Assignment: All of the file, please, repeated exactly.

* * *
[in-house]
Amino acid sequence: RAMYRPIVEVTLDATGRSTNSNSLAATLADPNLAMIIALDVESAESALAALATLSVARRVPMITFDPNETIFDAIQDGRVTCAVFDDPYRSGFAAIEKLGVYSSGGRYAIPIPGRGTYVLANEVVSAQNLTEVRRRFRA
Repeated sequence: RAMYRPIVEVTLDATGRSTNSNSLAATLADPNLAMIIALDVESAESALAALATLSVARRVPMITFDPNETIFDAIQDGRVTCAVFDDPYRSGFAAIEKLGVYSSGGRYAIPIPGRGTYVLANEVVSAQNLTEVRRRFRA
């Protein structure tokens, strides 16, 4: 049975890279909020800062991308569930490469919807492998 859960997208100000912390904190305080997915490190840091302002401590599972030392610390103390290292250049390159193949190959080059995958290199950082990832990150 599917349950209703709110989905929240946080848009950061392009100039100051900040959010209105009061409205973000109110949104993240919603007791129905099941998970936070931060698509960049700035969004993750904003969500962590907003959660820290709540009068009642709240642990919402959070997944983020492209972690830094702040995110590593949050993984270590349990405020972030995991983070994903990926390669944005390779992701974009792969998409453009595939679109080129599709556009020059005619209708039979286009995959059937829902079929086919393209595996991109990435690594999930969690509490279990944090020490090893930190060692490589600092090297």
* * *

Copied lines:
[in-house]
Amino acid sequence: RAMYRPIVEVTLDATGRSTNSNSLAATLADPNLAMIIALDVESAESALAALATLSVARRVPMITFDPNETIFDAIQDGRVTCAVFDDPYRSGFAAIEKLGVYSSGGRYAIPIPGRGTYVLANEVVSAQNLTEVRRRFRA
Repeated sequence: RAMYRPIVEVTLDATGRSTNSNSLAATLADPNLAMIIALDVESAESALAALATLSVARRVPMITFDPNETIFDAIQDGRVTCAVFDDPYRSGFAAIEKLGVYSSGGRYAIPIPGRGTYVLANEVVSAQNLTEVRRRFRA
């Protein structure tokens, strides 16, 4: 049975890279909020800062991308569930490469919807492998 859960997208100000912390904190305080997915490190840091302002401590599972030392610390103390290292250049390159193949190959080059995958290199950082990832990150 599917349950209703709110989905929240946080848009950061392009100039100051900040959010209105009061409205973000109110949104993240919603007791129905099941998970936070931060698509960049700035969004993750904003969500962590907003959660820290709540009068009642709240642990919402959070997944983020492209972690830094702040995110590593949050993984270590349990405020972030995991983070994903990926390669944005390779992701974009792969998409453009595939679109080129599709556009020059005619209708039979286009995959059937829902079929086919393209595996991109990435690594999930969690509490279990944090020490090893930190060692490589600092090297």